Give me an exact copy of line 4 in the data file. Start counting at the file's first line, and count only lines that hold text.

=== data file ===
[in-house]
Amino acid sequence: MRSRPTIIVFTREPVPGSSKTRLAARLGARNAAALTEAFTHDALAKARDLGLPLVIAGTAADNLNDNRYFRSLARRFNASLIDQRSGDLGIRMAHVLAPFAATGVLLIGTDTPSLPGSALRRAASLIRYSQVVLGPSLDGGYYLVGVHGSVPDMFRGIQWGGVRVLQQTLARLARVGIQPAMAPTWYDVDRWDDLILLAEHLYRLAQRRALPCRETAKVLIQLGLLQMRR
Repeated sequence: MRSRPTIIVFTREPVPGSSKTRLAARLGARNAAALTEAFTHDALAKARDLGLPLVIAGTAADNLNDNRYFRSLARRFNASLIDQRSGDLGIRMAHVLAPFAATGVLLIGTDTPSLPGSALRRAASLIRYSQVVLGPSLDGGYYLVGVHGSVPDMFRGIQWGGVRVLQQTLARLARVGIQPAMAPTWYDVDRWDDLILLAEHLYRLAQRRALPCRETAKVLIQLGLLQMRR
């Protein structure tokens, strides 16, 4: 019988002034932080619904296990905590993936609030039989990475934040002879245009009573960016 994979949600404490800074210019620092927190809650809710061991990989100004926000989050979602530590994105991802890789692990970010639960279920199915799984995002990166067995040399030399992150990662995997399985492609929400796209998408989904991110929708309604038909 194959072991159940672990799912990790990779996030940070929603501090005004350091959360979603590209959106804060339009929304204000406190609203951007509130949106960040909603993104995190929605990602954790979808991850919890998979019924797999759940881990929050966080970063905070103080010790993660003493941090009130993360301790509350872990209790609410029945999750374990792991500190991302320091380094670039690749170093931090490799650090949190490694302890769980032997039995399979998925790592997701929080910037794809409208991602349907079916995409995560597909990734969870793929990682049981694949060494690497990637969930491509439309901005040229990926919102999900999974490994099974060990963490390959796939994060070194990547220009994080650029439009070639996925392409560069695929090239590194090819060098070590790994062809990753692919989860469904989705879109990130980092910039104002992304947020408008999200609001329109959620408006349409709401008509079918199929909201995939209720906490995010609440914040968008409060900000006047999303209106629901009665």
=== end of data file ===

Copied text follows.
């Protein structure tokens, strides 16, 4: 019988002034932080619904296990905590993936609030039989990475934040002879245009009573960016 994979949600404490800074210019620092927190809650809710061991990989100004926000989050979602530590994105991802890789692990970010639960279920199915799984995002990166067995040399030399992150990662995997399985492609929400796209998408989904991110929708309604038909 194959072991159940672990799912990790990779996030940070929603501090005004350091959360979603590209959106804060339009929304204000406190609203951007509130949106960040909603993104995190929605990602954790979808991850919890998979019924797999759940881990929050966080970063905070103080010790993660003493941090009130993360301790509350872990209790609410029945999750374990792991500190991302320091380094670039690749170093931090490799650090949190490694302890769980032997039995399979998925790592997701929080910037794809409208991602349907079916995409995560597909990734969870793929990682049981694949060494690497990637969930491509439309901005040229990926919102999900999974490994099974060990963490390959796939994060070194990547220009994080650029439009070639996925392409560069695929090239590194090819060098070590790994062809990753692919989860469904989705879109990130980092910039104002992304947020408008999200609001329109959620408006349409709401008509079918199929909201995939209720906490995010609440914040968008409060900000006047999303209106629901009665």